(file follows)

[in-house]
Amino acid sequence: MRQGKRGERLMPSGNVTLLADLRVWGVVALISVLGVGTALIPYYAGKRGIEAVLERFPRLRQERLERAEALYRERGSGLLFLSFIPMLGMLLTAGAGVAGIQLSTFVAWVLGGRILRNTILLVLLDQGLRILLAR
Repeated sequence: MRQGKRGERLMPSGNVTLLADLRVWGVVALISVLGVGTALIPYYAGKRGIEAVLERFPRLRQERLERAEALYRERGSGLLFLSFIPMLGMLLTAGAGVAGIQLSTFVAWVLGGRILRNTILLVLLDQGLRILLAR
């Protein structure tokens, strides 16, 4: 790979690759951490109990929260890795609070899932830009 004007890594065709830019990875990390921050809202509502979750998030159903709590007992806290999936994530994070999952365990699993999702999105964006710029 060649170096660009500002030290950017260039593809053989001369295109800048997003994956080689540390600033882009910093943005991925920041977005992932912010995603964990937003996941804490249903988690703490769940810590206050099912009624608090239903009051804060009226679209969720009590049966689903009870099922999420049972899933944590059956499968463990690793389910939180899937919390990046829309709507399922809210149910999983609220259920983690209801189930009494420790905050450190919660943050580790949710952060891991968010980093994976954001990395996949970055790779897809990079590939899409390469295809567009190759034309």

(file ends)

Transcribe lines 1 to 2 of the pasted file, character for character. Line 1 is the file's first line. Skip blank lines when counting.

[in-house]
Amino acid sequence: MRQGKRGERLMPSGNVTLLADLRVWGVVALISVLGVGTALIPYYAGKRGIEAVLERFPRLRQERLERAEALYRERGSGLLFLSFIPMLGMLLTAGAGVAGIQLSTFVAWVLGGRILRNTILLVLLDQGLRILLAR